Turkish site a Neolithic 'supernova' By Nicholas Birch April 21, 2008 Archaeologist Klaus Schmidt was among the first to realize the significance of the Gobekli Tepe site, which is 7,000 years older than Stonehenge. URFA, Turkey - As a child, Klaus Schmidt used to grub around in caves in his native Germany in the hope of finding prehistoric paintings. Thirty years later, as a member of the German Archaeological Institute, he found something infinitely more important: a temple complex almost twice as old as anything comparable. "This place is a supernova," said Mr. Schmidt, standing under a lone tree on...
  • Is this the world's oldest statue? [Anatolia, Gobekli Tepe]

    11/26/2007 9:01:06 AM PST · by SunkenCiv · 24 replies · 2,067+ views
    The First Post ^ | November 24, 2006 | Sean Thomas
    The statue turned out to be part of a larger discovery: of a Neolithic temple. This and the statue have now been dated to 10,000BC, making the 'Snowman' possibly the oldest statue in the world. The veracity of this claim depends on semantics. What is a 'statue'? The Venus of Willendorf dates back to 20,000BC. But the Venus is just 11cm long: surely not a statue. So the Balikli Gol Snowman is the first sizeable sculpture of a man. Arguably, it is the oldest sculptural representation of humanity, the oldest self-portrait in stone. In the accepted sense of the word,...
  • Did we plough up the Garden of Eden?

    10/17/2006 6:10:35 AM PDT · by NYer · 159 replies · 8,639+ views
    First Post ^ | October 17, 2006
    An archaeological dig may have uncovered ‘Eden’ in Turkey, says sean thomas I am standing above an archaeological dig, on a hillside in southern Turkey. Beneath me, workmen are unearthing a sculpture of some sort of reptile (right). It is delicate and breathtaking. It is also part of the world's oldest temple. If this sounds remarkable, it gets better. The archaeologist in charge of the dig believes that this artwork once stood in Eden. The archaeologist is Klaus Schmidt; the site is called Gobekli Tepe. In academic circles, the astonishing discoveries at Gobekli Tepe have long been a talking...
  • Şanlıurfa To Shed More Light On History Of Civilization

    06/24/2006 3:14:51 PM PDT · by blam · 19 replies · 558+ views
    Şanlıurfa to shed more light on history of civilization Saturday, June 24, 2006 Şanlıurfa to shed more light on history of civilization ANKARA - Turkish Daily News The southeastern Anatolian province of Şanlıurfa, considered to be the cradle of agriculture as well as hosting numerous examples of ancient architecture, promises new discoveries to shed light on the history of human evolution in the region. Harran University Assistant Professor Cihan Kürkçüoğlu noted that every archaeological excavation to be carried out in Şanlıurfa would provide new information on the history of civilization in the region. Kürkçüoğlu reminded the Anatolia news agency that...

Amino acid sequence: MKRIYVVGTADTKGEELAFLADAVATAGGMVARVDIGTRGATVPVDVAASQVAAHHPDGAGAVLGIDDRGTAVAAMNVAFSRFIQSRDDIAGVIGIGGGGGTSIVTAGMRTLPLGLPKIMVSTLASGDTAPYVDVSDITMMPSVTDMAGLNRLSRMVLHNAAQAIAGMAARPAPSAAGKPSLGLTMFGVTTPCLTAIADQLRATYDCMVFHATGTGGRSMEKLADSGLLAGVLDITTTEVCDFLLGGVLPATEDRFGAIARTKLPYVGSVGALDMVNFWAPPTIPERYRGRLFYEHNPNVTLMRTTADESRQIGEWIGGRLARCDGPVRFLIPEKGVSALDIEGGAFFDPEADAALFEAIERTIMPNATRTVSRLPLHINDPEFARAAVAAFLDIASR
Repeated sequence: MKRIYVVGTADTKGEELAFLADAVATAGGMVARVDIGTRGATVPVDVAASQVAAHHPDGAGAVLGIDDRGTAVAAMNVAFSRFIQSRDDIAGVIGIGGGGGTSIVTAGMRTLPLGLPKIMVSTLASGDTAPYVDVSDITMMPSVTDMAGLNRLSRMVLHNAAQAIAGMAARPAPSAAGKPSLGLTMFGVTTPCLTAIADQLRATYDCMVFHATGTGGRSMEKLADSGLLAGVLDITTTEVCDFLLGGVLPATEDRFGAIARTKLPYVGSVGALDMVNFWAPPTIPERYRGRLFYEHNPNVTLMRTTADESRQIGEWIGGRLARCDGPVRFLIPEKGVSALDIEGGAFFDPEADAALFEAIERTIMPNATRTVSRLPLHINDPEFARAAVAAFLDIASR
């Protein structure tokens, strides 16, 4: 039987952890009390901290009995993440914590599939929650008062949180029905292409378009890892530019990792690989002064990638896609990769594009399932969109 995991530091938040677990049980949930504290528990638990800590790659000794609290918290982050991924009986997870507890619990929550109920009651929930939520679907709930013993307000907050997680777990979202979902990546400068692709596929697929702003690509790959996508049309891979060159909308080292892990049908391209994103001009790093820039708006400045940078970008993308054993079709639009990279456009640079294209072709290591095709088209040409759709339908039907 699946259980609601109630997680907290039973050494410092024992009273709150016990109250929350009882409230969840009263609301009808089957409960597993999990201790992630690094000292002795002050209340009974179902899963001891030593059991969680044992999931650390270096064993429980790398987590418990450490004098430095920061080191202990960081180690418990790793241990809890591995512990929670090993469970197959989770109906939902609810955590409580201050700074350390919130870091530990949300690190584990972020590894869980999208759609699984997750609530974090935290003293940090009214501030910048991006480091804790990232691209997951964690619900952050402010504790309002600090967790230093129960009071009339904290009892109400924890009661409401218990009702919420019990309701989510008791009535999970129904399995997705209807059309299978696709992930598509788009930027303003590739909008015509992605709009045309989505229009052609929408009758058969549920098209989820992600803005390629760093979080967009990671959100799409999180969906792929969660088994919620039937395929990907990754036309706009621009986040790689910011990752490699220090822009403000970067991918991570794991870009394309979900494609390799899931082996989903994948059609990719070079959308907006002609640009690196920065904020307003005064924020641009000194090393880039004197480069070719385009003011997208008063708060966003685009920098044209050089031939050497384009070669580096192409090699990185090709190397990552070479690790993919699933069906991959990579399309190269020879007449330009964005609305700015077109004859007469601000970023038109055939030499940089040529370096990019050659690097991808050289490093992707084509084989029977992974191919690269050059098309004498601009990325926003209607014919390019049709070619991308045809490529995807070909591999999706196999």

• German Paper Reports World's Oldest Temple Is In Sanliurfa (Turkey- 10,000BC)

    01/21/2006 10:34:38 AM PST · by blam · 26 replies · 972+ views
    German paper reports world’s oldest temple is in Şanlıurfa Saturday, January 21, 2006 ANKARA - Turkish Daily News One of Germany's leading newspapers, Die Welt, reported this week that the world's oldest temple, dating back around 12,000 years, is located on Göbekli Hill in Turkey's province of Şanlıurfa, said the Anatolia news agency. According to an article titled “Holy Hill of the Hunters,” the temple was discovered by German archaeologist Klaus Schmidt, standing around 15 meters in height and located on a hill upon which a single tree stands. Defining the area as the “cradle of civilization,” the paper said...
  • Italian Archaeologist: Anatolia - Home To First Civilization On Earth

    06/22/2003 9:14:54 AM PDT · by blam · 58 replies · 5,700+ views
    Beku Today ^ | 6-20-2003
    Italian Archeologist: Anatolia - Home to First Civilization on Earth Prof. Dr. Marcella Frangipane is trying to convince scientists that Anatolia is the source of civilization on earth, and not Mesopotamia, as historians have claimed. 20/06/2003 13:20 After 13 years of work in the Aslantepe Mound Orduzu, Malatya, Frangipane says the archefacts she uncovered prove that the first civilization was established in Anatolia. According to Frangipane, the swords he found in Aslantepe and the palace, are the oldest in the world. These findings contradict everything in history books. Frangipane held a seminar, accompanied by a slide show, entitled 'Anatolia and...
  • Mesopotamia's civilization originated in Armenia [ uh-boy... ]

    07/09/2010 11:16:39 AM PDT · by SunkenCiv · 24 replies · 1+ views
    PanARMENIAN ^ | July 2, 2010 | unattributed
    Unique discoveries revealed as a result of excavations at Shengavit (4000-3000 B.C.) confirm that Armenia is the motherland of metallurgy, jeweler's art, wine-making and horse breeding. A group of archaeologists studying the ancient city concluded that 4000-3000 B.C. Armenia was a highly developed state with exclusive culture. The excavations are carried out by an Armenian-American archaeological expedition. Director of the Scientific and Research Institute of Historical and Cultural Heritage of the RA Ministry of Culture Simonyan said that for example, the glass beads discovered at the territory of Shengavit are of a higher quality than the Egypt samples. "Meanwhile, the...